Wednesday, December 5, 2007

Glass COE - Why Can't We All Just Get Along

Not all glass is created equal, which means that it is not all compatible either. While this wouldn't be a big deal if I only ever made beads using one color per bead, but that would be very boring for me and for you!

One of the first things new glass artists learn is that the COE, Coefficent Of Expansion, of the glass colors being used must all be the same. What's that, you say?

I know that sounded like a bunch of boring science-speak, so let me boil it down for you. When glass gets hot is expands. As it cools, it contracts. In order for a glass bead or any other object to survive the annealing and cooling process, the amount that each glass expands and contracts must be the same as all of the other glass in the piece.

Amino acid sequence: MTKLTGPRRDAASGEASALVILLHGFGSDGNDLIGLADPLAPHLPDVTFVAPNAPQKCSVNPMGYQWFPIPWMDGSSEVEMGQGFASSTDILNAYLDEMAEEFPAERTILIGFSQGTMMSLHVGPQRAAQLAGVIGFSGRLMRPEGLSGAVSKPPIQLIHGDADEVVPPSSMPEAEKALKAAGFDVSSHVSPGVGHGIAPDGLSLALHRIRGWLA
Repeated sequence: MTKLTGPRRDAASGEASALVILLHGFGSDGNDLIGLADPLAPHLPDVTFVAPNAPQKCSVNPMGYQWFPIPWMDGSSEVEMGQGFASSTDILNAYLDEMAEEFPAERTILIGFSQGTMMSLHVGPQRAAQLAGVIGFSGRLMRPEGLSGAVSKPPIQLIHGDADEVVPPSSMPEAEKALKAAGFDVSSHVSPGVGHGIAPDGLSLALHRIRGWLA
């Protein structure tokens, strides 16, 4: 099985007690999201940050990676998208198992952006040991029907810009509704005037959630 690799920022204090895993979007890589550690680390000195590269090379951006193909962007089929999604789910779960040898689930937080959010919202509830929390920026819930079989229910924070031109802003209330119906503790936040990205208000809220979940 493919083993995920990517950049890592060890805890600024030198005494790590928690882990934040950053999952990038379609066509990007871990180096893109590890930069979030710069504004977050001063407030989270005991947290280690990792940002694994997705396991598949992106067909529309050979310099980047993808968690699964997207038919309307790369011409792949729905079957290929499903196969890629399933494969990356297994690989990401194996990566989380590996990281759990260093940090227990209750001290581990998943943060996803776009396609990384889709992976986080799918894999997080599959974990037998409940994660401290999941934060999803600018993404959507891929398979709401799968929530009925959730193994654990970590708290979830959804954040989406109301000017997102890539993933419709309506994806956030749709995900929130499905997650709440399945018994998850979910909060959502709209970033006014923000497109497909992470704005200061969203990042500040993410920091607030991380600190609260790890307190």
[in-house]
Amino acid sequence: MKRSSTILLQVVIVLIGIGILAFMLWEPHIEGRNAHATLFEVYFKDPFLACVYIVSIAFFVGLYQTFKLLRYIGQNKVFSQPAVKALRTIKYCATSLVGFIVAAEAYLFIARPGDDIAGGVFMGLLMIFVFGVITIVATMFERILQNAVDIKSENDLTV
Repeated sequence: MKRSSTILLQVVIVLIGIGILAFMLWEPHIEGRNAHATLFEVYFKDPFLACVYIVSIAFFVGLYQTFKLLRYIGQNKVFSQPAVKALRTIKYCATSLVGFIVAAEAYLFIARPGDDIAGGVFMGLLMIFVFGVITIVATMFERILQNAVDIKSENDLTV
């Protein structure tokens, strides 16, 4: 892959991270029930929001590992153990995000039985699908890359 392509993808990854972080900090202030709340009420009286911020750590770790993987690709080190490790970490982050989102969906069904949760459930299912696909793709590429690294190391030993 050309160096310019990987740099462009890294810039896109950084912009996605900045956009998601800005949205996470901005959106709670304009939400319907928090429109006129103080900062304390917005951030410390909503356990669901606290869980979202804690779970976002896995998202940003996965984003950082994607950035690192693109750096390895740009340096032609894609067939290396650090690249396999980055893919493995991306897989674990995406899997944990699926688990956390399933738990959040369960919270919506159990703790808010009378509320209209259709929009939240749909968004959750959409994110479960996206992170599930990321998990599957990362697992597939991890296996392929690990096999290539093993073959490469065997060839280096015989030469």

If one color expands twice as much as the others, it will expand and contract too much, and the beautiful piece of art will crack and sometimes break apart due to the stress this incompatibility causes.

One minor exception is frit if used sparingly. Many of the frits on the market do not match the COE of the soft glass, but they have a secret that will enable them to be compatible when used on the surface of a bead as decoration. What's their secret? The lead content in the glass enables it to be compatible with glass that has a COE that is close to the frit. It is not so compatible that it can be covered with clear glass, a process known as encasing.

However, a thin layer on the surface of the bead can be used quite successfully as long the frit does not comprise more than five percent of the bead's glass. This is called the 5% Rule in glass circles.

If you have any questions or would like to suggest topics, I can be reached through this blog or through my web site or shop at

Have great afternoon!

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